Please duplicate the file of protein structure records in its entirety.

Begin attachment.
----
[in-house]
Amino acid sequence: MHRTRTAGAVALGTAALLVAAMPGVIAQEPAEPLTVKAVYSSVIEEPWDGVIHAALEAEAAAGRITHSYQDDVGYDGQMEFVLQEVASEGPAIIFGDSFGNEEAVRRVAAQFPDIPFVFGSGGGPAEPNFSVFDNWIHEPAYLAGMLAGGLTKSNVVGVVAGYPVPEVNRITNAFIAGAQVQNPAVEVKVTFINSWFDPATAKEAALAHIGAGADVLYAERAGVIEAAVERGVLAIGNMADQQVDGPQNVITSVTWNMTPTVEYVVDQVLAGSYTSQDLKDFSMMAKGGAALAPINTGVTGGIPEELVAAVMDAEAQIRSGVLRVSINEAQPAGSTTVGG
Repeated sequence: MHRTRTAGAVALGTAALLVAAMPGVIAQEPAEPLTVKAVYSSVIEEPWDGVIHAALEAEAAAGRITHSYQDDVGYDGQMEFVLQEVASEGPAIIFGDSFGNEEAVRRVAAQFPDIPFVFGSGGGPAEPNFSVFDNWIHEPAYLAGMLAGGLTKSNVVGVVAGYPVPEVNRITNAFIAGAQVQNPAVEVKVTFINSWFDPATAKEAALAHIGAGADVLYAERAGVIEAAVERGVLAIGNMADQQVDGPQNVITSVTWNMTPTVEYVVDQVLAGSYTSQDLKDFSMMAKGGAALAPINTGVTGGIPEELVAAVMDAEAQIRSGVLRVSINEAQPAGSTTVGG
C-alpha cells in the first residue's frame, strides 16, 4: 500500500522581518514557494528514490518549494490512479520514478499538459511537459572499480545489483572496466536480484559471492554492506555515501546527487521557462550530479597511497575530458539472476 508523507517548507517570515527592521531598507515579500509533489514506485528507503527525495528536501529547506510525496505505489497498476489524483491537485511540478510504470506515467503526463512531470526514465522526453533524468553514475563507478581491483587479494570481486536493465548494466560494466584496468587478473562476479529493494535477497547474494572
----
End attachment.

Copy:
[in-house]
Amino acid sequence: MHRTRTAGAVALGTAALLVAAMPGVIAQEPAEPLTVKAVYSSVIEEPWDGVIHAALEAEAAAGRITHSYQDDVGYDGQMEFVLQEVASEGPAIIFGDSFGNEEAVRRVAAQFPDIPFVFGSGGGPAEPNFSVFDNWIHEPAYLAGMLAGGLTKSNVVGVVAGYPVPEVNRITNAFIAGAQVQNPAVEVKVTFINSWFDPATAKEAALAHIGAGADVLYAERAGVIEAAVERGVLAIGNMADQQVDGPQNVITSVTWNMTPTVEYVVDQVLAGSYTSQDLKDFSMMAKGGAALAPINTGVTGGIPEELVAAVMDAEAQIRSGVLRVSINEAQPAGSTTVGG
Repeated sequence: MHRTRTAGAVALGTAALLVAAMPGVIAQEPAEPLTVKAVYSSVIEEPWDGVIHAALEAEAAAGRITHSYQDDVGYDGQMEFVLQEVASEGPAIIFGDSFGNEEAVRRVAAQFPDIPFVFGSGGGPAEPNFSVFDNWIHEPAYLAGMLAGGLTKSNVVGVVAGYPVPEVNRITNAFIAGAQVQNPAVEVKVTFINSWFDPATAKEAALAHIGAGADVLYAERAGVIEAAVERGVLAIGNMADQQVDGPQNVITSVTWNMTPTVEYVVDQVLAGSYTSQDLKDFSMMAKGGAALAPINTGVTGGIPEELVAAVMDAEAQIRSGVLRVSINEAQPAGSTTVGG
C-alpha cells in the first residue's frame, strides 16, 4: 500500500522581518514557494528514490518549494490512479520514478499538459511537459572499480545489483572496466536480484559471492554492506555515501546527487521557462550530479597511497575530458539472476 508523507517548507517570515527592521531598507515579500509533489514506485528507503527525495528536501529547506510525496505505489497498476489524483491537485511540478510504470506515467503526463512531470526514465522526453533524468553514475563507478581491483587479494570481486536493465548494466560494466584496468587478473562476479529493494535477497547474494572